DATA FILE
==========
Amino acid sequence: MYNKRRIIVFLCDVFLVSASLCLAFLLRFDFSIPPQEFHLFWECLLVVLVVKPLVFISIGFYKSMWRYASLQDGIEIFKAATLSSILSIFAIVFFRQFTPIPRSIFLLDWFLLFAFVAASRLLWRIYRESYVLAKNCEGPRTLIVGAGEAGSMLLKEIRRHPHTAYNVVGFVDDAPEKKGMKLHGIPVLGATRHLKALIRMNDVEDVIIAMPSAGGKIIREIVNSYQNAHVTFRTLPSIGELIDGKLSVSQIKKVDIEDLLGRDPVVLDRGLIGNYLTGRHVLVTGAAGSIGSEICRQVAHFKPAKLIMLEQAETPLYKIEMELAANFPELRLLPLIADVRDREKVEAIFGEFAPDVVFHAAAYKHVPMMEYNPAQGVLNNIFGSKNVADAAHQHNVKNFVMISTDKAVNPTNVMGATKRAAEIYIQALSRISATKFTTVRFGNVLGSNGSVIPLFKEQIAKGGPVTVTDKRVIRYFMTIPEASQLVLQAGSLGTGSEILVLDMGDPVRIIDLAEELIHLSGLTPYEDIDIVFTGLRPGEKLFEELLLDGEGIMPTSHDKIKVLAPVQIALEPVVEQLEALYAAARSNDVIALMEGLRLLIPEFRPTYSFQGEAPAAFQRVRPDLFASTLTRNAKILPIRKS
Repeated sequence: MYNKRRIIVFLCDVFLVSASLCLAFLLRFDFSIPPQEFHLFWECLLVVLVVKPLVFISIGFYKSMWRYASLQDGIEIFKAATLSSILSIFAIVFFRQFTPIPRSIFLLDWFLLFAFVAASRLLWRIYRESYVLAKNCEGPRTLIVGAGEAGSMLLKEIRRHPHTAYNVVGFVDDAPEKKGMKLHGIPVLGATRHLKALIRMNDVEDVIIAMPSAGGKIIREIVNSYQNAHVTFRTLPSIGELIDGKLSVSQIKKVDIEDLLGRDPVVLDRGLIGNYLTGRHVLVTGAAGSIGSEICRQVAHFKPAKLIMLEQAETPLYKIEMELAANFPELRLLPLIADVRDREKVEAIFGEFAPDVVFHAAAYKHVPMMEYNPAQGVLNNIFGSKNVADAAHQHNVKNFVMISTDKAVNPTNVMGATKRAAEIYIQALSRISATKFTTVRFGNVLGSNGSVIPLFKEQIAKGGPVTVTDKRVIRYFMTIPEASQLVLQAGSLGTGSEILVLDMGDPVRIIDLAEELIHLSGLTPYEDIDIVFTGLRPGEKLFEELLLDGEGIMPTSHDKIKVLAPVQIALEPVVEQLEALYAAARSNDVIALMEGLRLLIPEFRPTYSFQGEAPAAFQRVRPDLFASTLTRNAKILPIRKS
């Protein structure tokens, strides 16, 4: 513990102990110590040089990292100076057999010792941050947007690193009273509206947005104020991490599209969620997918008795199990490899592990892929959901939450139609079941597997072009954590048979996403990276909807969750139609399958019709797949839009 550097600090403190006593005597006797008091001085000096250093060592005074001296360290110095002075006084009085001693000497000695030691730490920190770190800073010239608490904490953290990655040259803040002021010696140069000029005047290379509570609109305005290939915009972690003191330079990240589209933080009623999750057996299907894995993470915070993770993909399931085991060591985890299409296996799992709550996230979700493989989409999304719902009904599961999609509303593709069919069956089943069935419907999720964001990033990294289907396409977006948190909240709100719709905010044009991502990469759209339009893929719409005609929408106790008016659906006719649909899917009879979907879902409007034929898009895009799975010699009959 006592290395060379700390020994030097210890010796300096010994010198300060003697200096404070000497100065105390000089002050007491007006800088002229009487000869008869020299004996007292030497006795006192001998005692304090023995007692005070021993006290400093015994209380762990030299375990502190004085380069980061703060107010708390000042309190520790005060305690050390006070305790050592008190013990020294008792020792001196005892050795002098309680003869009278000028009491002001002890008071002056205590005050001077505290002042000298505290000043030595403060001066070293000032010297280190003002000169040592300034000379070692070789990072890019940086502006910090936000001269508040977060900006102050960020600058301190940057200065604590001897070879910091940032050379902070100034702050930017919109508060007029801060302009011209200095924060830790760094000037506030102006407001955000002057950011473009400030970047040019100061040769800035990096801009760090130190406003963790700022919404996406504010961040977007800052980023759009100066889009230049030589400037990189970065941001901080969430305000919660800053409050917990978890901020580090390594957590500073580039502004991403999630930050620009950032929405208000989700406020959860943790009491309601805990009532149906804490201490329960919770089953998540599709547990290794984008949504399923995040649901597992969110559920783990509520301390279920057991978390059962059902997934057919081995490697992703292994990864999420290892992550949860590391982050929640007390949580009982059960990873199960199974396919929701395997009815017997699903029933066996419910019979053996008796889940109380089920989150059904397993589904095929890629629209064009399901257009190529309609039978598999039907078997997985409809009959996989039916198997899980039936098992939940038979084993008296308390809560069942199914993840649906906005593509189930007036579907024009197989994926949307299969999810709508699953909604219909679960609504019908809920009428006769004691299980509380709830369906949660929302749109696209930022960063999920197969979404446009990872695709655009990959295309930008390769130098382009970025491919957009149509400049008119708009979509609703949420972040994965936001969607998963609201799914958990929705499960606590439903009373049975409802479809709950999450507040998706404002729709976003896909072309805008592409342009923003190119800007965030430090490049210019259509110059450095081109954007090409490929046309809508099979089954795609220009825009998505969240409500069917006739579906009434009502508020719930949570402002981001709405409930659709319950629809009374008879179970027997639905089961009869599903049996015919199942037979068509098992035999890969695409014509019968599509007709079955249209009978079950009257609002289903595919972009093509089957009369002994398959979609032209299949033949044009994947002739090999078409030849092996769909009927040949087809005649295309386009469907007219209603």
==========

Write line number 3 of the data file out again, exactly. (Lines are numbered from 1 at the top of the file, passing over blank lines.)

């Protein structure tokens, strides 16, 4: 513990102990110590040089990292100076057999010792941050947007690193009273509206947005104020991490599209969620997918008795199990490899592990892929959901939450139609079941597997072009954590048979996403990276909807969750139609399958019709797949839009 550097600090403190006593005597006797008091001085000096250093060592005074001296360290110095002075006084009085001693000497000695030691730490920190770190800073010239608490904490953290990655040259803040002021010696140069000029005047290379509570609109305005290939915009972690003191330079990240589209933080009623999750057996299907894995993470915070993770993909399931085991060591985890299409296996799992709550996230979700493989989409999304719902009904599961999609509303593709069919069956089943069935419907999720964001990033990294289907396409977006948190909240709100719709905010044009991502990469759209339009893929719409005609929408106790008016659906006719649909899917009879979907879902409007034929898009895009799975010699009959 006592290395060379700390020994030097210890010796300096010994010198300060003697200096404070000497100065105390000089002050007491007006800088002229009487000869008869020299004996007292030497006795006192001998005692304090023995007692005070021993006290400093015994209380762990030299375990502190004085380069980061703060107010708390000042309190520790005060305690050390006070305790050592008190013990020294008792020792001196005892050795002098309680003869009278000028009491002001002890008071002056205590005050001077505290002042000298505290000043030595403060001066070293000032010297280190003002000169040592300034000379070692070789990072890019940086502006910090936000001269508040977060900006102050960020600058301190940057200065604590001897070879910091940032050379902070100034702050930017919109508060007029801060302009011209200095924060830790760094000037506030102006407001955000002057950011473009400030970047040019100061040769800035990096801009760090130190406003963790700022919404996406504010961040977007800052980023759009100066889009230049030589400037990189970065941001901080969430305000919660800053409050917990978890901020580090390594957590500073580039502004991403999630930050620009950032929405208000989700406020959860943790009491309601805990009532149906804490201490329960919770089953998540599709547990290794984008949504399923995040649901597992969110559920783990509520301390279920057991978390059962059902997934057919081995490697992703292994990864999420290892992550949860590391982050929640007390949580009982059960990873199960199974396919929701395997009815017997699903029933066996419910019979053996008796889940109380089920989150059904397993589904095929890629629209064009399901257009190529309609039978598999039907078997997985409809009959996989039916198997899980039936098992939940038979084993008296308390809560069942199914993840649906906005593509189930007036579907024009197989994926949307299969999810709508699953909604219909679960609504019908809920009428006769004691299980509380709830369906949660929302749109696209930022960063999920197969979404446009990872695709655009990959295309930008390769130098382009970025491919957009149509400049008119708009979509609703949420972040994965936001969607998963609201799914958990929705499960606590439903009373049975409802479809709950999450507040998706404002729709976003896909072309805008592409342009923003190119800007965030430090490049210019259509110059450095081109954007090409490929046309809508099979089954795609220009825009998505969240409500069917006739579906009434009502508020719930949570402002981001709405409930659709319950629809009374008879179970027997639905089961009869599903049996015919199942037979068509098992035999890969695409014509019968599509007709079955249209009978079950009257609002289903595919972009093509089957009369002994398959979609032209299949033949044009994947002739090999078409030849092996769909009927040949087809005649295309386009469907007219209603």